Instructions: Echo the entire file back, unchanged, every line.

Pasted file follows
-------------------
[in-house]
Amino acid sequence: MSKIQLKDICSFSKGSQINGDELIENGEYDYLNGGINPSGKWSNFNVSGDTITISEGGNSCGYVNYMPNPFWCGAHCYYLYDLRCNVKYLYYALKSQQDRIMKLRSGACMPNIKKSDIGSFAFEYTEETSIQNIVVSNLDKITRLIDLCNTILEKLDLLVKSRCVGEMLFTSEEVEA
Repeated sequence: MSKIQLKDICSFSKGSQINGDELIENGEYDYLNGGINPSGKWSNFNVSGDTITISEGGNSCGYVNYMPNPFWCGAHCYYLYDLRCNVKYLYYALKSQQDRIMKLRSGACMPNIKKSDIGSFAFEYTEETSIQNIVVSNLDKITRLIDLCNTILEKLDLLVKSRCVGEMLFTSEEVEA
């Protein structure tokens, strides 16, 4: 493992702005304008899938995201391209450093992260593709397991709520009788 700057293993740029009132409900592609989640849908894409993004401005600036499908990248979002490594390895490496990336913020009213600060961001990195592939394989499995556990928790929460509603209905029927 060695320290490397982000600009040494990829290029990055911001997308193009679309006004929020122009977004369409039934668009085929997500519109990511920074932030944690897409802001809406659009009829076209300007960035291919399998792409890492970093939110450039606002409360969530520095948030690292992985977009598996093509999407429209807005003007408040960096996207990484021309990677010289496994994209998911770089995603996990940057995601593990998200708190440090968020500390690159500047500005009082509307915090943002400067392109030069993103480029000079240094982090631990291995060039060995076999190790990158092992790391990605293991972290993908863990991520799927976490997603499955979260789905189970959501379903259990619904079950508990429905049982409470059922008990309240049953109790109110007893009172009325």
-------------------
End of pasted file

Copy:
[in-house]
Amino acid sequence: MSKIQLKDICSFSKGSQINGDELIENGEYDYLNGGINPSGKWSNFNVSGDTITISEGGNSCGYVNYMPNPFWCGAHCYYLYDLRCNVKYLYYALKSQQDRIMKLRSGACMPNIKKSDIGSFAFEYTEETSIQNIVVSNLDKITRLIDLCNTILEKLDLLVKSRCVGEMLFTSEEVEA
Repeated sequence: MSKIQLKDICSFSKGSQINGDELIENGEYDYLNGGINPSGKWSNFNVSGDTITISEGGNSCGYVNYMPNPFWCGAHCYYLYDLRCNVKYLYYALKSQQDRIMKLRSGACMPNIKKSDIGSFAFEYTEETSIQNIVVSNLDKITRLIDLCNTILEKLDLLVKSRCVGEMLFTSEEVEA
């Protein structure tokens, strides 16, 4: 493992702005304008899938995201391209450093992260593709397991709520009788 700057293993740029009132409900592609989640849908894409993004401005600036499908990248979002490594390895490496990336913020009213600060961001990195592939394989499995556990928790929460509603209905029927 060695320290490397982000600009040494990829290029990055911001997308193009679309006004929020122009977004369409039934668009085929997500519109990511920074932030944690897409802001809406659009009829076209300007960035291919399998792409890492970093939110450039606002409360969530520095948030690292992985977009598996093509999407429209807005003007408040960096996207990484021309990677010289496994994209998911770089995603996990940057995601593990998200708190440090968020500390690159500047500005009082509307915090943002400067392109030069993103480029000079240094982090631990291995060039060995076999190790990158092992790391990605293991972290993908863990991520799927976490997603499955979260789905189970959501379903259990619904079950508990429905049982409470059922008990309240049953109790109110007893009172009325």